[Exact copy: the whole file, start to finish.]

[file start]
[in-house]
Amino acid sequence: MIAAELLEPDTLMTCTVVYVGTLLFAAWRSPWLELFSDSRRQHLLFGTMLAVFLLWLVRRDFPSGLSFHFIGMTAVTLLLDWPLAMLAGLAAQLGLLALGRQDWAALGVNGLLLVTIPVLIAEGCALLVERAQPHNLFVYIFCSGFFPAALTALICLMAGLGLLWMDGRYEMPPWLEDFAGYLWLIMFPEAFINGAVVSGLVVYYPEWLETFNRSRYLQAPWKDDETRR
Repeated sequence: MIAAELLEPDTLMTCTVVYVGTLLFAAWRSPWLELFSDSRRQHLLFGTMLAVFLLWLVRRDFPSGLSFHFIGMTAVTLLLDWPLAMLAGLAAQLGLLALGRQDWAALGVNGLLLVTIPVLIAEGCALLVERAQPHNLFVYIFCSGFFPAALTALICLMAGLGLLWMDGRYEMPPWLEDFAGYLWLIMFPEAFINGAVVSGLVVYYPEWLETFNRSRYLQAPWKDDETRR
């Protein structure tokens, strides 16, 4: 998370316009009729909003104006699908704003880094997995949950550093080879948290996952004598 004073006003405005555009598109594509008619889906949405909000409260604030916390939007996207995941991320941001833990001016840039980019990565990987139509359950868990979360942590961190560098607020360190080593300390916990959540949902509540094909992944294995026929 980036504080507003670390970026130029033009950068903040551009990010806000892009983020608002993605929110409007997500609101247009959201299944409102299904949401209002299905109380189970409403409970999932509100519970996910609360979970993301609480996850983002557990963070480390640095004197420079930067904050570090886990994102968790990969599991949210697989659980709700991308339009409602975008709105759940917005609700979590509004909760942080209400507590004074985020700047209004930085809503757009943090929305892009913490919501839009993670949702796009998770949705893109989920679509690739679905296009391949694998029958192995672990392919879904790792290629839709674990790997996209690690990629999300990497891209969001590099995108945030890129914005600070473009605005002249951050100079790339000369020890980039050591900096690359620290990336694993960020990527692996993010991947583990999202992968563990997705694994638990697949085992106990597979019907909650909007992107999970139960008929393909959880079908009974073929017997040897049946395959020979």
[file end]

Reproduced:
[in-house]
Amino acid sequence: MIAAELLEPDTLMTCTVVYVGTLLFAAWRSPWLELFSDSRRQHLLFGTMLAVFLLWLVRRDFPSGLSFHFIGMTAVTLLLDWPLAMLAGLAAQLGLLALGRQDWAALGVNGLLLVTIPVLIAEGCALLVERAQPHNLFVYIFCSGFFPAALTALICLMAGLGLLWMDGRYEMPPWLEDFAGYLWLIMFPEAFINGAVVSGLVVYYPEWLETFNRSRYLQAPWKDDETRR
Repeated sequence: MIAAELLEPDTLMTCTVVYVGTLLFAAWRSPWLELFSDSRRQHLLFGTMLAVFLLWLVRRDFPSGLSFHFIGMTAVTLLLDWPLAMLAGLAAQLGLLALGRQDWAALGVNGLLLVTIPVLIAEGCALLVERAQPHNLFVYIFCSGFFPAALTALICLMAGLGLLWMDGRYEMPPWLEDFAGYLWLIMFPEAFINGAVVSGLVVYYPEWLETFNRSRYLQAPWKDDETRR
């Protein structure tokens, strides 16, 4: 998370316009009729909003104006699908704003880094997995949950550093080879948290996952004598 004073006003405005555009598109594509008619889906949405909000409260604030916390939007996207995941991320941001833990001016840039980019990565990987139509359950868990979360942590961190560098607020360190080593300390916990959540949902509540094909992944294995026929 980036504080507003670390970026130029033009950068903040551009990010806000892009983020608002993605929110409007997500609101247009959201299944409102299904949401209002299905109380189970409403409970999932509100519970996910609360979970993301609480996850983002557990963070480390640095004197420079930067904050570090886990994102968790990969599991949210697989659980709700991308339009409602975008709105759940917005609700979590509004909760942080209400507590004074985020700047209004930085809503757009943090929305892009913490919501839009993670949702796009998770949705893109989920679509690739679905296009391949694998029958192995672990392919879904790792290629839709674990790997996209690690990629999300990497891209969001590099995108945030890129914005600070473009605005002249951050100079790339000369020890980039050591900096690359620290990336694993960020990527692996993010991947583990999202992968563990997705694994638990697949085992106990597979019907909650909007992107999970139960008929393909959880079908009974073929017997040897049946395959020979």